I have been integrating insights from my research on nationalism and populism into an overarching framework for understanding the rise of radical-right politics. The result has been a series of publications and media articles on the relationship between populism, nationalism, and authoritarianism, on the centrality of nationalist cleavages for fueling radical-right support, on the structural changes that have been favorable to the rise of radical politics, and on the consequences of populism, nationalism, and authoritarianism for inter-group relations and the future of liberal democracy. Based on this work, I am developing a monograph on the politics of resentment in the United States and Europe. The book will have three objectives: to bring conceptual clarity to research on radical politics by analytically separating and theorizing nationalism, populism, and authoritarianism, to empirically examine long-term trends in the political discourse and popular beliefs that fuel such politics in the United States and Europe, and to use the resulting findings to propose a cultural theory of radical-right politics that emphasizes the heightened salience of majority-group identities—and thus the potency of identity-based political appeals—on the radical right, amidst a confluence of social changes perceived as threatening to traditional status hierarchies. In addition to its substantive contribution to the scholarly understanding of the radical right, the book will seek to reestablish institutional politics as a core object of inquiry for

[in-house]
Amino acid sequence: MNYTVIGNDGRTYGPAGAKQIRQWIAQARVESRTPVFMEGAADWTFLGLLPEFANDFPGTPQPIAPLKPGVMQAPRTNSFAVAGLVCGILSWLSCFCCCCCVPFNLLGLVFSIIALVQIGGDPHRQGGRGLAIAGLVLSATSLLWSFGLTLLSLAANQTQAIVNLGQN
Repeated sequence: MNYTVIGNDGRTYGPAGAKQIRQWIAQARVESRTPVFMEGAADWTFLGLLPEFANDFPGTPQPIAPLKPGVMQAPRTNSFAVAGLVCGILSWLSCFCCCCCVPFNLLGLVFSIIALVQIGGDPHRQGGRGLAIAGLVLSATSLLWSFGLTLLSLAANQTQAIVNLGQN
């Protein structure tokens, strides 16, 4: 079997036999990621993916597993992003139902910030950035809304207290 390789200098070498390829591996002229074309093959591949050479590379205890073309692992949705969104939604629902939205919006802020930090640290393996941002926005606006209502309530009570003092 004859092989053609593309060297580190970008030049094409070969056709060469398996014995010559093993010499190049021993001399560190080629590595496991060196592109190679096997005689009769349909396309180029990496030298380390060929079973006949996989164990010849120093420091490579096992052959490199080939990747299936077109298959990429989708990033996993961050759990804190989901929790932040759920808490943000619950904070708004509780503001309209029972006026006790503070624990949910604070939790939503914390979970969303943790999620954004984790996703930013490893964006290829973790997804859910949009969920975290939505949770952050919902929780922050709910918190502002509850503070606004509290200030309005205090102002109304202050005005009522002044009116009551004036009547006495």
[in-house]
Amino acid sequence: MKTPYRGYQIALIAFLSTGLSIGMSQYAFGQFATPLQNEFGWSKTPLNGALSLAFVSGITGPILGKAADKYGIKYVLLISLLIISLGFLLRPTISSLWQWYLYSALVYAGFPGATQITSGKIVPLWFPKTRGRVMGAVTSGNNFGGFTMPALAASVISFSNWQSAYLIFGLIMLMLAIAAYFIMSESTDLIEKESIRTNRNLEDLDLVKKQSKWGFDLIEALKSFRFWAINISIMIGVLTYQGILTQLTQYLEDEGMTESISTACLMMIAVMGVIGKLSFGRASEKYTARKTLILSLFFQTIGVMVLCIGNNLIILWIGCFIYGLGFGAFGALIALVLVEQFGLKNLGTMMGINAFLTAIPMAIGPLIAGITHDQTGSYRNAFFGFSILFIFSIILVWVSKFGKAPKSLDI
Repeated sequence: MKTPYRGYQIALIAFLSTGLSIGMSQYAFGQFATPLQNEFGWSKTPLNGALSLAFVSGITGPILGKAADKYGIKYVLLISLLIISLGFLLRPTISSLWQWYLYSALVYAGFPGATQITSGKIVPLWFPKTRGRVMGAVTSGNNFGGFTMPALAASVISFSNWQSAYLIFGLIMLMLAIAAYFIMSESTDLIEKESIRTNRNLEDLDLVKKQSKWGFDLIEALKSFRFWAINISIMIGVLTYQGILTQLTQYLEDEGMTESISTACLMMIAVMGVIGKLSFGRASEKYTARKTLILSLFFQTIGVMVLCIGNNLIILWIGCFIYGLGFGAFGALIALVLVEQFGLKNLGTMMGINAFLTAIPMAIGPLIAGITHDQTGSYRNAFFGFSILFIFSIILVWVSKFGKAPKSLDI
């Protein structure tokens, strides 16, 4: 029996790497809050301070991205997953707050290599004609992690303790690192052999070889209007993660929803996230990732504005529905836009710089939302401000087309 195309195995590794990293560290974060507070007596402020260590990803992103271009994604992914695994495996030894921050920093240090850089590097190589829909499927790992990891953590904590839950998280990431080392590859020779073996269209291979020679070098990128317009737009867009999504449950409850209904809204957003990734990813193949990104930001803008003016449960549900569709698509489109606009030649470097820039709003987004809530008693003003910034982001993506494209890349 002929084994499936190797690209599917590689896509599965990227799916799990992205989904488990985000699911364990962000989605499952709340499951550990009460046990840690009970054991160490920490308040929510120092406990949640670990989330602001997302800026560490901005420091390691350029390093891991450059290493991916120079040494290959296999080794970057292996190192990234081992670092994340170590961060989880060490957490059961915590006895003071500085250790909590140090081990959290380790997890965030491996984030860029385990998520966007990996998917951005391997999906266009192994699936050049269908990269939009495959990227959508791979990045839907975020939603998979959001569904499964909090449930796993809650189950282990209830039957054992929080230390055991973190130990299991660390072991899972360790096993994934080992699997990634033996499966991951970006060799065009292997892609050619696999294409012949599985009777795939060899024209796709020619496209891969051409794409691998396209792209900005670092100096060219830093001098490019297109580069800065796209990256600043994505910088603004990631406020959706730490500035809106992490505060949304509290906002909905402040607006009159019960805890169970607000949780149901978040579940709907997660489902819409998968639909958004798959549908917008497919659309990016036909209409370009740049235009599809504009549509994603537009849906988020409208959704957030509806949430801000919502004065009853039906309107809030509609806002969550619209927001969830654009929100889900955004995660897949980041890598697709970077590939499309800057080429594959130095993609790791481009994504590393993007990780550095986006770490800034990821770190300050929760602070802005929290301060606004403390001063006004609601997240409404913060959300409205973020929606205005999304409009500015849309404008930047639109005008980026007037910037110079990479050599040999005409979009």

political sociology and demonstrate to political scientists the value of a more theoretically rich and empirically rigorous approach to the study of political culture, informed by insights from cultural sociology. Early versions of my arguments are laid out in articles published in The British Journal of Sociology and Nations and Nationalism.
Cross-National Cultural Diffusion